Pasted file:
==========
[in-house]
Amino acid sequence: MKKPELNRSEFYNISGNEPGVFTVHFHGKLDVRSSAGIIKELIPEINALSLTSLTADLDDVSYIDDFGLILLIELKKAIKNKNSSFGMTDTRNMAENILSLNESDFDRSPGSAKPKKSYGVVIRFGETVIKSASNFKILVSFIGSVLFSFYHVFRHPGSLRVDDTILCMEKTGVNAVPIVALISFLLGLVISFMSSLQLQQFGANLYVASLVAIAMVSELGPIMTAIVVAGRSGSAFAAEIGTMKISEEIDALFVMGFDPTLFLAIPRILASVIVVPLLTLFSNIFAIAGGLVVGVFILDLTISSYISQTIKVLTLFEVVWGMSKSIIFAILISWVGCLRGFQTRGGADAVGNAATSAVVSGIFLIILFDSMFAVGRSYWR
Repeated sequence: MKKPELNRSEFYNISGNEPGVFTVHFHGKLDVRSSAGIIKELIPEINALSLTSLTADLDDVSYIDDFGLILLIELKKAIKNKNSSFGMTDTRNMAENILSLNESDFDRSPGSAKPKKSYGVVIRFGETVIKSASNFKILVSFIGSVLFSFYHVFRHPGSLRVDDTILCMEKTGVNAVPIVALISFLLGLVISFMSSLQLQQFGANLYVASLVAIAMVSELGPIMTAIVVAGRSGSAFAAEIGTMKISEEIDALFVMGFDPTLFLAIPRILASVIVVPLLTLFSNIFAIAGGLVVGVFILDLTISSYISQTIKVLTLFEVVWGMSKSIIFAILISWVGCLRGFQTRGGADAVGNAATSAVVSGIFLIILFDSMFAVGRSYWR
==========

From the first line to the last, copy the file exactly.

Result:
[in-house]
Amino acid sequence: MKKPELNRSEFYNISGNEPGVFTVHFHGKLDVRSSAGIIKELIPEINALSLTSLTADLDDVSYIDDFGLILLIELKKAIKNKNSSFGMTDTRNMAENILSLNESDFDRSPGSAKPKKSYGVVIRFGETVIKSASNFKILVSFIGSVLFSFYHVFRHPGSLRVDDTILCMEKTGVNAVPIVALISFLLGLVISFMSSLQLQQFGANLYVASLVAIAMVSELGPIMTAIVVAGRSGSAFAAEIGTMKISEEIDALFVMGFDPTLFLAIPRILASVIVVPLLTLFSNIFAIAGGLVVGVFILDLTISSYISQTIKVLTLFEVVWGMSKSIIFAILISWVGCLRGFQTRGGADAVGNAATSAVVSGIFLIILFDSMFAVGRSYWR
Repeated sequence: MKKPELNRSEFYNISGNEPGVFTVHFHGKLDVRSSAGIIKELIPEINALSLTSLTADLDDVSYIDDFGLILLIELKKAIKNKNSSFGMTDTRNMAENILSLNESDFDRSPGSAKPKKSYGVVIRFGETVIKSASNFKILVSFIGSVLFSFYHVFRHPGSLRVDDTILCMEKTGVNAVPIVALISFLLGLVISFMSSLQLQQFGANLYVASLVAIAMVSELGPIMTAIVVAGRSGSAFAAEIGTMKISEEIDALFVMGFDPTLFLAIPRILASVIVVPLLTLFSNIFAIAGGLVVGVFILDLTISSYISQTIKVLTLFEVVWGMSKSIIFAILISWVGCLRGFQTRGGADAVGNAATSAVVSGIFLIILFDSMFAVGRSYWR